Consequently, the future holds out much promise for African tourism which, to date, has attracted primarily westerners, either going there on vacation or for business. With an annual growth rate of over six percent the volume of activity in this sector should rise by a factor of four between now and 2020. The number of visitors will thus rise to almost 80 million, with intra-regional tourism accounting for two-thirds of all visitors. The WTO is actively promoting the development of tourism in Africa that will enhance regional integration, as well as catalyze economic development and simultaneously promote bio-diversity conservation. Targeted areas that should be concentrated on through this initiative include: (a) major investments in new and existing tourism infrastructure; (b) the upliftment of rural poor through community-based tourism development linked to expanding inward investment in tourism and related infrastructure; and (c) strengthening of regional safety and security measures. However, any such developments will have to go hand-in-hand with improved investments in infrastructures covering both accommodations and transportation services. Consequently, the future holds out much promise for African tourism which, to date, has attracted primarily westerners, either going there on vacation or for business. With an annual growth rate of over six percent the volume of activity in this sector should rise by a factor of four between now and 2020. The number of visitors will thus rise to almost 80 million, with intra-regional tourism accounting for two-thirds of all visitors.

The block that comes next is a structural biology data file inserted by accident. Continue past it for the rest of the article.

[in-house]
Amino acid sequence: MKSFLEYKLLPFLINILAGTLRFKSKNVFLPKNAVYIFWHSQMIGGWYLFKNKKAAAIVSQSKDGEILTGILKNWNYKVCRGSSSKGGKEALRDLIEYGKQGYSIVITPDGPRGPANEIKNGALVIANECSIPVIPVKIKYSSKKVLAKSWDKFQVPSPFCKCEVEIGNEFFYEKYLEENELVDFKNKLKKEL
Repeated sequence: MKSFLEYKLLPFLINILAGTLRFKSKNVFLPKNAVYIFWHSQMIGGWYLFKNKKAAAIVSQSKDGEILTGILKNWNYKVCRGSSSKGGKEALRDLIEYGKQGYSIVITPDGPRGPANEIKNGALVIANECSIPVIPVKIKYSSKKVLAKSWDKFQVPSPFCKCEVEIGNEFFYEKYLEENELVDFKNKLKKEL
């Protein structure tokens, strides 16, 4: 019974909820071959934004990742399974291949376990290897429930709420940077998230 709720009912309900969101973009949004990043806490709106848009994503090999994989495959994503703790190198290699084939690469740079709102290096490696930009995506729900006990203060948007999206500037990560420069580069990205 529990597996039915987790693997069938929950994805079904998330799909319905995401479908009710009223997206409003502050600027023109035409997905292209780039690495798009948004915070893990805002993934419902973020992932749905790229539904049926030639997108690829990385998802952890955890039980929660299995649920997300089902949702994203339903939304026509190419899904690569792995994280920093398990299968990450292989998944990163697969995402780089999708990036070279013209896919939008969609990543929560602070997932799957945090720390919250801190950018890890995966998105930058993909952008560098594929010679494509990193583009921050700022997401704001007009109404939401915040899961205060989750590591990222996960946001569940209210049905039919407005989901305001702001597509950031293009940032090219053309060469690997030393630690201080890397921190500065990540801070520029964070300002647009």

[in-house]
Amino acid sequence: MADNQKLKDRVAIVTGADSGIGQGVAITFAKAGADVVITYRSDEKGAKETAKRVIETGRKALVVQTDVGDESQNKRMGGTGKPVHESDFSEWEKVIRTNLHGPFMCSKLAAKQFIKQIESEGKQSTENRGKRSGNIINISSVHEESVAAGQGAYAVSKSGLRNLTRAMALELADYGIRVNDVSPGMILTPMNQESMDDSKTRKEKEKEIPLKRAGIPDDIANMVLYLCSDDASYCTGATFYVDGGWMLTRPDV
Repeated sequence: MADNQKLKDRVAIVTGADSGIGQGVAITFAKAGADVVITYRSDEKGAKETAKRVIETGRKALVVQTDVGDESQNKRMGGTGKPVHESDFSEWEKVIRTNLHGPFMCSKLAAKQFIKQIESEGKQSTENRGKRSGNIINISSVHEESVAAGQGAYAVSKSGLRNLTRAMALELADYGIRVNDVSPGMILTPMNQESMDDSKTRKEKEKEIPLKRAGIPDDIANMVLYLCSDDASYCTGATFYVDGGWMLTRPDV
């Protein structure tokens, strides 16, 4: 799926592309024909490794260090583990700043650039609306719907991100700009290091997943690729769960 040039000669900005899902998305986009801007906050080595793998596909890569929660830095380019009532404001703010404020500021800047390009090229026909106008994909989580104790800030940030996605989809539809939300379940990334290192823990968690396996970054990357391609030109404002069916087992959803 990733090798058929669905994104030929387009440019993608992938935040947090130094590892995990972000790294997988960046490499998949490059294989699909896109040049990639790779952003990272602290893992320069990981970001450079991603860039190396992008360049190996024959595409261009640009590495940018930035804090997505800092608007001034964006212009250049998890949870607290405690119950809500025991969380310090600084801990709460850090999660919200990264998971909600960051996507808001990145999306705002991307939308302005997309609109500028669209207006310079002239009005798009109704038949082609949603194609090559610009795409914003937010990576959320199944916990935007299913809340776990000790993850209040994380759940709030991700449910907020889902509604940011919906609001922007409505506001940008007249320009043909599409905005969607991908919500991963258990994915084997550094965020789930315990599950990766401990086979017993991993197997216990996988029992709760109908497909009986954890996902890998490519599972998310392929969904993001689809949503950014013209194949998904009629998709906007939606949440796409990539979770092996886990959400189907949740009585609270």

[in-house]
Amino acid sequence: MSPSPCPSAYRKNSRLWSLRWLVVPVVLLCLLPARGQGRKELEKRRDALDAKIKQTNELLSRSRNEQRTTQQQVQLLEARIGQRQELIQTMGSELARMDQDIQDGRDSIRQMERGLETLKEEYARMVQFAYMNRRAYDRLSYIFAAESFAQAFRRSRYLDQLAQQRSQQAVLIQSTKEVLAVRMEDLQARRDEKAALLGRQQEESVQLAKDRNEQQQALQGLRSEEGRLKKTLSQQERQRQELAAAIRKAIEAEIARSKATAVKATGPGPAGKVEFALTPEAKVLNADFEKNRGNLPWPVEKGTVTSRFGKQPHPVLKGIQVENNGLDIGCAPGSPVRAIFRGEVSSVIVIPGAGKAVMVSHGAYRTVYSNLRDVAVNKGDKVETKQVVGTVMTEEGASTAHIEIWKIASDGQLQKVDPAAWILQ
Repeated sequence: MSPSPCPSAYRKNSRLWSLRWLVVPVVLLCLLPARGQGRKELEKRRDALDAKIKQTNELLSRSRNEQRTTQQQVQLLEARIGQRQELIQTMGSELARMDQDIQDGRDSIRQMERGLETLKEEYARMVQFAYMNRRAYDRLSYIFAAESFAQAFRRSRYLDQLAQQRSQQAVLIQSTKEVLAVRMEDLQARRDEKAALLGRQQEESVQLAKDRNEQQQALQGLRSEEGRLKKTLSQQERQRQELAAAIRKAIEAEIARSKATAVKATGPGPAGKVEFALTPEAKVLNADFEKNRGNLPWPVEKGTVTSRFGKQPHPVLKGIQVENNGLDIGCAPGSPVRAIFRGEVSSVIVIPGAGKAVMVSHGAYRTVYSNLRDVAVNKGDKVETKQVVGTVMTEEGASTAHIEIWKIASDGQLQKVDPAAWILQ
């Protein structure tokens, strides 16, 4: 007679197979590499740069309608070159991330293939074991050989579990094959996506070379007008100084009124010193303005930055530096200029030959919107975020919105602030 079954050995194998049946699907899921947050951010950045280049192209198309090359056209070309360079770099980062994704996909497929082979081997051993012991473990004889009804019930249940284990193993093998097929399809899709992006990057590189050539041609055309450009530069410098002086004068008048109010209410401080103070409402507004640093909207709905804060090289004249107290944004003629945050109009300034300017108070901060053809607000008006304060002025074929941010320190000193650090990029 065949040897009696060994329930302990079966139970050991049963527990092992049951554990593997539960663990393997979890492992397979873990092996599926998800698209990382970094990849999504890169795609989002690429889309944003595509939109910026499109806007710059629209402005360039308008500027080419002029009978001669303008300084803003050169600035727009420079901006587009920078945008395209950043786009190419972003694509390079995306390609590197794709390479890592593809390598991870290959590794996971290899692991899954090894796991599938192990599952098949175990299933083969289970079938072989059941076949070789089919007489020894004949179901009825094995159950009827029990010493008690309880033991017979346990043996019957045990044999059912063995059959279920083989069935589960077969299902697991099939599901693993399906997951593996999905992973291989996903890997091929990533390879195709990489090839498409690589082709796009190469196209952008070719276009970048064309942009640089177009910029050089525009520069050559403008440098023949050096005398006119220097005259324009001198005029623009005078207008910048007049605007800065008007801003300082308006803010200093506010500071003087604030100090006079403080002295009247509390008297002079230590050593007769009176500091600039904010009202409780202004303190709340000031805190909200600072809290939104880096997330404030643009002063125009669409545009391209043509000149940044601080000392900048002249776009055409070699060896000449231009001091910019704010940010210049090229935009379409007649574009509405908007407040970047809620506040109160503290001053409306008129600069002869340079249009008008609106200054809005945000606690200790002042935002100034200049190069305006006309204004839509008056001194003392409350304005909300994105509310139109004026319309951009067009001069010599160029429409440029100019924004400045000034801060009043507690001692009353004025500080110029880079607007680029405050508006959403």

In closing, Africa is truly an immense, diverse and endlessly fascinating continent and the travel and tourism industry of Africa continues to offer unlimited potential for economic growth and opportunity. Moreover, the WTO currently ranks the African Continent as one of the fastest growing destinations for international tourists. As a result, tourism organizations, tour operators, governments, hotel groups, airlines and other service-related providers in Africa are now joining forces to ensure that the continent is put firmly on the map as one of the world's premiere travel and tourism destination.

About the author: David J. Saunders is the CEO of Venue International Professionals, Inc. (VIP) &endash; a travel and tourism consulting firm based in the Washington Metropolitan Area that specializes in travel and tourism opportunities to the Continent of Africa. He has conducted tours to twenty-five African countries over the past seven years and is a frequent writer of articles on the travel and tourism industry of Africa in several trade publications. He is also the Program Director of the Constituency for Africa (CFA) which is the premiere advocacy-focused non-governmental organization addressing the challenges, issues and concerns of Africa. He can be contacted at